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Shocked by the obvious
The market threw some of its toys out of the pram last week. Let’s review.
The yield curve went dramatically flatter as the market adjusted to the Fed’s new rate stance (all the data that follows is from Bloomberg):
The dollar spiked in anticipation of higher short-term interest rates:
Investors abandoned the reflation trade, dumping cyclical value stocks in favour of growth stocks expected to stand out in a lower-growth world:
Stocks generally took a few lumps, as well. As the market moved, the consensus quickly formed that the Fed had sprung a “hawkish surprise” on Wednesday. The story went like this: after months of talking about its new inflation-targeting regime, and how it would tolerate inflation running above its target for a while, the Fed’s dot plot showed that the Open Market Committee members were much more hawkish than they had let on.
The dot plot that stimulated this bitter sense of betrayal showed the following:
Seven of the 18 members see a rate increase in 2022, versus four before;
Thirteen members see at least one rate increase in 2023, versus seven before; the average member expects two hikes, to between 0.5 and 0.75 per cent.
I talked to Rick Rieder about the market’s response. As BlackRock’s fixed income CIO, he is responsible for something approaching $2tn in bond portfolios. He described the market’s shock and mad rush to adapt:
There was this extraordinary surprise, in terms of the Fed moving as much as they did, because it was completely different than what they had said to date. The way those dots moved forward . . . you have to think the leadership is comfortable tightening sooner.
It was as large as a technical unwind of positions as I have seen — an extraordinary cleansing.
He described a situation where almost everyone was on one side of the steepening curve trade and other trades connected to it:
The liquidity of the markets was very thin. Often when people look at volumes being high, they think there is a lot of liquidity, but at any given price, liquidity was very shallow. Every time something was done it moved the market. Nobody wanted to be on the other side of these trades.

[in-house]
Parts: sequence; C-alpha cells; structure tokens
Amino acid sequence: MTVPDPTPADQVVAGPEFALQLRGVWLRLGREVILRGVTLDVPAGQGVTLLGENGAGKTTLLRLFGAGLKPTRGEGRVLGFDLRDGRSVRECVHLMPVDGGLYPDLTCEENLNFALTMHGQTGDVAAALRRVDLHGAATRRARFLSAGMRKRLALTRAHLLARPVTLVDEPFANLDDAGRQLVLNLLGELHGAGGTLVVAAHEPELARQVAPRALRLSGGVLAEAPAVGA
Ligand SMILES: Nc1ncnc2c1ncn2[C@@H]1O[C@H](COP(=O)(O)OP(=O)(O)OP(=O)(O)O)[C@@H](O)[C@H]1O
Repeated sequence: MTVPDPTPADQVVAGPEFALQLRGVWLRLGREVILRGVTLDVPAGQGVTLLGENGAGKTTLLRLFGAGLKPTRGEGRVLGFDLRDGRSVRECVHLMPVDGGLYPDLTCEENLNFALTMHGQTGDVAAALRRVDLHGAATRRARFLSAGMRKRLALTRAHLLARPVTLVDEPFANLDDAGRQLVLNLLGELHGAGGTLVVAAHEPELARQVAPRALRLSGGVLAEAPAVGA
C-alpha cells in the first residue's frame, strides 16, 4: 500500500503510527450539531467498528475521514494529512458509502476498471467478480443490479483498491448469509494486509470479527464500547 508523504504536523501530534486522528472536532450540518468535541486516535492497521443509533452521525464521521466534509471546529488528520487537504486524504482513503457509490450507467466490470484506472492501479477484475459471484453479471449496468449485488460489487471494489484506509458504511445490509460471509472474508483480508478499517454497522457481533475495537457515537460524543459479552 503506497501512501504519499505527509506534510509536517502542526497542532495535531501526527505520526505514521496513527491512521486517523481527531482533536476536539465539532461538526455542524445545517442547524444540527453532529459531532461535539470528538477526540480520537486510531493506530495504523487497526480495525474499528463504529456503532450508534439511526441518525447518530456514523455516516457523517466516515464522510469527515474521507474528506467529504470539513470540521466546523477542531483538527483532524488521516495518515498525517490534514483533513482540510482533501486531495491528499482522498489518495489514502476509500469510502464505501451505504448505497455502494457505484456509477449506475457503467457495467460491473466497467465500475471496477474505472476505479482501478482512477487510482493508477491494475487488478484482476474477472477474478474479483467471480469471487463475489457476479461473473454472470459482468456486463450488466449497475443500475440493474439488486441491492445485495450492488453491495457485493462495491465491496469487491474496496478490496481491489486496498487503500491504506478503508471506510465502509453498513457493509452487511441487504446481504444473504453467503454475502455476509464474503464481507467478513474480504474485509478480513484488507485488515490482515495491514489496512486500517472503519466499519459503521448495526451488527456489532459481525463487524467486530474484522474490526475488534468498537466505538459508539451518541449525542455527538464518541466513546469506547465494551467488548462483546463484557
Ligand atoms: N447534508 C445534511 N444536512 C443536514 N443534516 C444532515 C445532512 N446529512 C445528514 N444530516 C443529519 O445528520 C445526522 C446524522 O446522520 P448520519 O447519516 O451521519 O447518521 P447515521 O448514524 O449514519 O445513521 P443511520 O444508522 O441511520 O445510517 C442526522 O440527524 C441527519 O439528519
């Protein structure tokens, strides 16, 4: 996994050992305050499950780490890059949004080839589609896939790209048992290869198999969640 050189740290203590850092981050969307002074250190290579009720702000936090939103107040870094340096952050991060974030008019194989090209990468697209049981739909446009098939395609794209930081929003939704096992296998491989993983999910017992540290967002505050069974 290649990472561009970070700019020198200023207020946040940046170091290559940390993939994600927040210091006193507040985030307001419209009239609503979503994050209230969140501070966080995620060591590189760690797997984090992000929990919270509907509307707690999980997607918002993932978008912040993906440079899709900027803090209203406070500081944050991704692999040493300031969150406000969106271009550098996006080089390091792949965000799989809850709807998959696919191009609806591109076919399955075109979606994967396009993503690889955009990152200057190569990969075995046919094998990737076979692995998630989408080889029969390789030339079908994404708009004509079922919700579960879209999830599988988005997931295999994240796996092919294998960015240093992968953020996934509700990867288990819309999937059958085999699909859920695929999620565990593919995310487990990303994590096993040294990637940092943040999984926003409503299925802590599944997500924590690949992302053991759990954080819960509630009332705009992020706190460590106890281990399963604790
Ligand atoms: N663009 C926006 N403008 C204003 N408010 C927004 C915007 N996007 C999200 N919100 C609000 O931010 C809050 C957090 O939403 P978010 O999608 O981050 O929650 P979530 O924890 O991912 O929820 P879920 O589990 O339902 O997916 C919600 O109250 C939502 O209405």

There was such a crowding into the same positioning, that this massive unwind followed . . . in a world where you have so much social media and everything else, everyone can line up on one side and when something changes, it can really upset the apple cart.
He does not think the Fed is making a mistake, though: “it’s totally appropriate, I think the Fed is doing the right thing.” This sums up the situation perfectly. The Fed said some things. The market, caught badly off side and piled into a consensus trade, freaked out. But the Fed said what needed to be said.
What’s more — and here I disagree with Rieder — given what the Fed had said in the past and what had transpired in the past few months, what the Fed said should have been totally unsurprising.
The Fed kept policy where it was, as expected. The chair said plainly that the committee as a whole expects inflation to be transitory, and as such sees no present need even to discuss raising rates, but that optimism about employment coming back means that, at some point later, discussing tapering asset purchases will make sense. This is mild, mild stuff, given that the past two core CPI prints were 3 and 3.8 per cent.
As for those dots, they delivered the shocking news that, with CPI, wages, employment, commodities, housing, and about six other things heating up, maybe rates will have to be nudged up a tiny bit a year or more from now, and maybe nudged a bit more within the next two and a half years. Friends, that’s what higher tolerance for inflation running above target looks like.
A market that is surprised by this, given what the Fed has said and the data it is seeing, is a market that has lost touch with reality. It wanted the growth and the inflation and the sky-high asset values and the near-zero short-term rates and they wanted it all for ever and ever. And when Santa didn’t deliver all of that, and a pony too, it panicked.
The distinction between a market that panics because the Fed changed its stance and a market that was brought back to reality by the Fed acting reasonably is important. If you believe we just saw the former, you might hope in the future that some better calibrated, more precisely telegraphed action from the Fed will keep the market tranquil. But this will never happen, because a market that is huffing the glue of euphoria cannot be pleased. If we are going back to anything resembling normal policy, the Fed is going to drag the market there one messy overreaction to obvious facts at a time.
Of course you can argue that it is hard to come back neatly from very easy monetary policy, and that proves that the Fed’s whole approach is wrong. Or you can argue that the dot plot is a mistake, or that the Fed’s policy should be driven by mechanical rules instead of judgment. All of that may be true.
But if you think the Fed has just made a tactical or operational mistake, as opposed to being strategically or philosophically misguided from the outset, all that shows is that you are huffing the same glue as everyone else.
One good read
Late last week the WSJ had a very nice review of the effects of retail traders — now accounting for 20 per cent or more of volumes — on US stock markets. This stuff is no joke.